Wildlife Rehabilitation
Helping Out a Fledgling Barred Owl

Helping Out a Fledgling Barred Owl

In mid-April, we received a call about a fledgling Barred Owl on the ground. With the parents still around, we asked the finder to leave him be for the day, hoping he would find his way back up the tree. Near dusk, the finder sent us some amusing pictures of the fledgling starting to climb back up the tree. With this encouraging news, we advised the finder to leave him alone.

Fledgling Barred owl making its way back up a tree to its nest.

The staff here at Northwoods Wildlife Center always call the finders back after a day or two of renesting or rehoming an animal to ensure it was successful. Two days later, staff called the finder to see how things were going, only to find out they were only in town for the week and were back home now. Staff went to check on the little guy since we could not confirm that the Barred Owl fledgling had successfully made it up the tree. When Sheridan, one of our wildlife rehabilitators, arrived, she found the Barred Owl once more on the ground. As she observed the area, she did not see any parents, and the owl was slightly dehydrated. Due to this and the uncertainty of how long he had been on the ground, Sheridan brought him to work that morning.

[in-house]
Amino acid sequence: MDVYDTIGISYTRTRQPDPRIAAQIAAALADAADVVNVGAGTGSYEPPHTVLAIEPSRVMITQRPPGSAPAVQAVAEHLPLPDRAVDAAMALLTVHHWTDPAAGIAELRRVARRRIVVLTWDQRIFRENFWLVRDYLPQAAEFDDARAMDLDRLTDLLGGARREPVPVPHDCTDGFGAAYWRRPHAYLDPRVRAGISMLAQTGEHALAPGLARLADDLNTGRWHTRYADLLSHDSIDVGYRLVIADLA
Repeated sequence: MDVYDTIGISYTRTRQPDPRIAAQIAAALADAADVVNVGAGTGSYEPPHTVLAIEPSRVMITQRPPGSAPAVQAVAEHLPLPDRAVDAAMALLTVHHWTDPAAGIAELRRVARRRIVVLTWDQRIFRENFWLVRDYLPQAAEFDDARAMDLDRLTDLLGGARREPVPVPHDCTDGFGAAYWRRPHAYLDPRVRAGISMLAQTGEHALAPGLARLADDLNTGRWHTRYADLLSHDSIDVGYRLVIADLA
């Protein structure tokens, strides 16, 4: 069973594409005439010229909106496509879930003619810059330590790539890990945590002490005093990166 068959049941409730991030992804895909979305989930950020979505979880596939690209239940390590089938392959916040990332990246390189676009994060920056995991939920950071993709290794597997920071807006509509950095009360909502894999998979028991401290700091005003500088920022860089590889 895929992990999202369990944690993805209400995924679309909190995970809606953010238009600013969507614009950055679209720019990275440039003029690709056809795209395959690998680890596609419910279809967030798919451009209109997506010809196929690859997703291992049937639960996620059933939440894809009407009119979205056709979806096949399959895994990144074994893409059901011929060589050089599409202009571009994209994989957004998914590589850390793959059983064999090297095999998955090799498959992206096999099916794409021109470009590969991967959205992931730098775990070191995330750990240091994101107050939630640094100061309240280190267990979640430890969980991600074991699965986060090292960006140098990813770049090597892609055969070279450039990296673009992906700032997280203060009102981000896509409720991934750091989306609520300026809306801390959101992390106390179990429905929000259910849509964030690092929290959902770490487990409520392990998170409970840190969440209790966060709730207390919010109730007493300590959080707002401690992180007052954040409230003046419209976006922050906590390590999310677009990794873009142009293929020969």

Upon admission, he was given some Sub Q fluids, and shortly after arriving at our facility, he pelleted a very healthy pellet. Although other birds of prey will occasionally pellet, owls do not have a crop, meaning they will swallow their prey whole and “puke” or pellet up the bones and fur. Since the owl had pelleted, it was confirmed that parents had been feeding him recently. Throughout the day, the owl began to perk up, and staff felt comfortable trying to renest him again.
As dusk approached, Sheridan returned the owlet to the tree he had been found under. Sure enough, one of the parents was in the tree above, clacking it’s beak at Sheridan as she approached. The following day, staff member Ashley returned in the early morning to ensure that all was well. To her relief, there was no sign of the owlet on the ground, meaning that he had successfully made it back up the tree to tell his parents about his adventure with some odd-looking creatures.

You can help animals like these by donating to the Northwoods Wildlife Center. We are a 501-c3 non-profit organization that relies on donations to rescue and rehabilitate wildlife that needs our help.